New Jersey Sen. Cory Booker speaking to the Democratic National Convention on July 25, 2016.
PHILADELPHIA -- Hillary Clinton's campaign scrambled to extinguish a political firestorm over embarrassing hacked emails Monday, hoping a high-wattage line-up of speakers, including first lady Michelle Obama and liberal favorite Bernie Sanders, would overshadow party infighting on the Democratic convention's opening night.
Clinton escaped one potentially ugly moment when outgoing party chair Debbie Wasserman Schultz announced she would not take the stage. The Florida congresswoman was angrily heckled by her own home-state delegation Monday morning, and Democratic officials feared a similar scene in front of a far bigger TV audience.
Wasserman Schultz is leaving her post following the publication of thousands of emails suggesting the Democratic National Committee favored Clinton during her primary contest with Sanders, despite vowing to remain neutral. Sanders and his supporters have long argued that the party was on the side of the former secretary of state.
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As the convention began in sweltering Philadelphia, the DNC released a statement apologizing to Sanders and his supporters "for the inexcusable remarks made over email." The party said the comments do not reflect the party's values or commitment to neutrality in the primary process.
The statement was signed by DNC leaders, though Wasserman Schultz's name was notably absent.
There were some signs that Sanders' supporters did not plan to go quietly. Even during the invocation, chants of "Bernie" echoed through the arena.
For Clinton, it was a turbulent start to a historic four-day gathering that will culminate in the nomination of the first woman to lead a major U.S. political party. It also sapped some of Clinton's energy coming out of Republican Donald Trump's chaotic convention last week and the well-received rollout Saturday of her running mate, Virginia Sen. Tim Kaine.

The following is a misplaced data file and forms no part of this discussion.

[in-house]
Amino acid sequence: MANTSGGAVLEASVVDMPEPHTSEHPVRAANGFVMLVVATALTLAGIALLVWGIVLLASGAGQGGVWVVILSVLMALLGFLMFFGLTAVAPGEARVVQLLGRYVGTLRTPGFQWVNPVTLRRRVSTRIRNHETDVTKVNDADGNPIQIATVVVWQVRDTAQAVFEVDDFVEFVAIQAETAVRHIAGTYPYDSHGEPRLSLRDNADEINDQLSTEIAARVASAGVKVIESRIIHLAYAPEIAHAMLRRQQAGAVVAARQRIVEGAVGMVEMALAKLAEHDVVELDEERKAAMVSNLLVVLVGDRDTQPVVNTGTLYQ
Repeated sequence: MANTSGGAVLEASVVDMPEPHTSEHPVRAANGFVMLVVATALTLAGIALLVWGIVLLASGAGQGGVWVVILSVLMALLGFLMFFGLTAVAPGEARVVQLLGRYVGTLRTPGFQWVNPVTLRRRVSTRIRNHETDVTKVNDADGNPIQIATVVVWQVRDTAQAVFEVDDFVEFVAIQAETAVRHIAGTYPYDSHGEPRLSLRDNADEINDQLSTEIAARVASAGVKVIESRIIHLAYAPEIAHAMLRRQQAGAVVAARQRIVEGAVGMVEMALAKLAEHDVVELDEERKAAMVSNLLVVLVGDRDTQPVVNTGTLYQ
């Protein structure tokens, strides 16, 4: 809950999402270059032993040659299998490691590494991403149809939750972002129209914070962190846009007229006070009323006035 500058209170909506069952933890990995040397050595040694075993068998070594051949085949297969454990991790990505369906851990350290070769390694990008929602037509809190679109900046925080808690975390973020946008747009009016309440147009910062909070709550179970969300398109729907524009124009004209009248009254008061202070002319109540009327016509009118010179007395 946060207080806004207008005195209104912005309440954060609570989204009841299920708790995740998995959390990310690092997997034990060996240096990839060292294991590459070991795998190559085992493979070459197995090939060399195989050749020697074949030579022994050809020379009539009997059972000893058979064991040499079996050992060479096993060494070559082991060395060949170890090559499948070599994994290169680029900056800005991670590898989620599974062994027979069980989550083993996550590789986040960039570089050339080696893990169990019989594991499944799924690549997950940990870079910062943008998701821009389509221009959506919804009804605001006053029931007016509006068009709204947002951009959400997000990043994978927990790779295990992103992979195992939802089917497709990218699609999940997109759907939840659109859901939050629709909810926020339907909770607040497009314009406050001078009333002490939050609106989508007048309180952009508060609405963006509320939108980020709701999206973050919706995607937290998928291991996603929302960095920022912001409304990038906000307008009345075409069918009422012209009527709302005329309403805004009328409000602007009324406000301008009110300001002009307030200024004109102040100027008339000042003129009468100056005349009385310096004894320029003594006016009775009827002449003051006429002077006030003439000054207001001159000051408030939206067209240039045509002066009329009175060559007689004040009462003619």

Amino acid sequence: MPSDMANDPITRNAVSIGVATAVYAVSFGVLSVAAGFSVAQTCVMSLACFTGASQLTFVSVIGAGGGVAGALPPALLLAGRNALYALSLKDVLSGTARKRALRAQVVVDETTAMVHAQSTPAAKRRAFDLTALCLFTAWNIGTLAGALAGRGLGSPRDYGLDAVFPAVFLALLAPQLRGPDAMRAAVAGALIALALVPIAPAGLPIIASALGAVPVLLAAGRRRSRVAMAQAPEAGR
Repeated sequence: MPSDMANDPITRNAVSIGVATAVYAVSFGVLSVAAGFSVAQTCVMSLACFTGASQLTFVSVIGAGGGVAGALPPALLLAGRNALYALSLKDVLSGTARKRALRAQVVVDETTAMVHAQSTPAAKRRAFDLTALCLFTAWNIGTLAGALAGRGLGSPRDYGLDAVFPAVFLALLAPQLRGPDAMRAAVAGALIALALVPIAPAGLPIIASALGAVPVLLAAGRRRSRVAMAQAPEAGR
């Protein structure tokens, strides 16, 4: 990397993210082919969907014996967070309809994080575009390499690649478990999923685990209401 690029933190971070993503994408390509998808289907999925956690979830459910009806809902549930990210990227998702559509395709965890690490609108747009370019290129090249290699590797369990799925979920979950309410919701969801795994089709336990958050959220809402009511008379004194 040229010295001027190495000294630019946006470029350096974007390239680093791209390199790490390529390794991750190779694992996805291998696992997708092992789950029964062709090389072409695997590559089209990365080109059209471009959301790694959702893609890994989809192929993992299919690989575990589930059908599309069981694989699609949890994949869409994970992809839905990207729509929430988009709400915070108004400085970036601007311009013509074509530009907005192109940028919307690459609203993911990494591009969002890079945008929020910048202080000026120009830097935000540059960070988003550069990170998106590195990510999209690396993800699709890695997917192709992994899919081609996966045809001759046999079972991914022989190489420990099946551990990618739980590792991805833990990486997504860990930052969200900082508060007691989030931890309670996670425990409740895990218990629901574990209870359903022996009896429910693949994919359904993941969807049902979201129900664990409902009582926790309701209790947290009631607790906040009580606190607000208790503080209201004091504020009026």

Sanders will play a crucial role in determining whether Clinton can calm the tensions. He greeted his loyal delegates ahead of his convention address Monday, imploring them to help him elect Clinton and prevent Trump from winning the White House, though he spent little time making a robust case for his former rival.
The frustration some Sanders' supporters still have with Clinton -- a candidate they see as entrenched in a political system they distrust --was evident, with the crowd breaking into a chorus of boos.
"Brothers and sisters, this is the real world that we live in," Sanders said as he tried to quiet the crowd. "Trump is a bully and a demagogue."
Sanders was the closing speaker on a night also featuring Mrs. Obama, who remains a wildly popular figure; New Jersey Sen. Cory Booker, a young black lawmaker and rising Democratic star, and Massachusetts Sen. Elizabeth Warren, a favorite of liberals and one of the party's toughest critics of Trump.
Clinton is promising a stark contrast to last week's Republican gathering, an often chaotic affair that featured a heavy dose of pessimism about the economy and national security.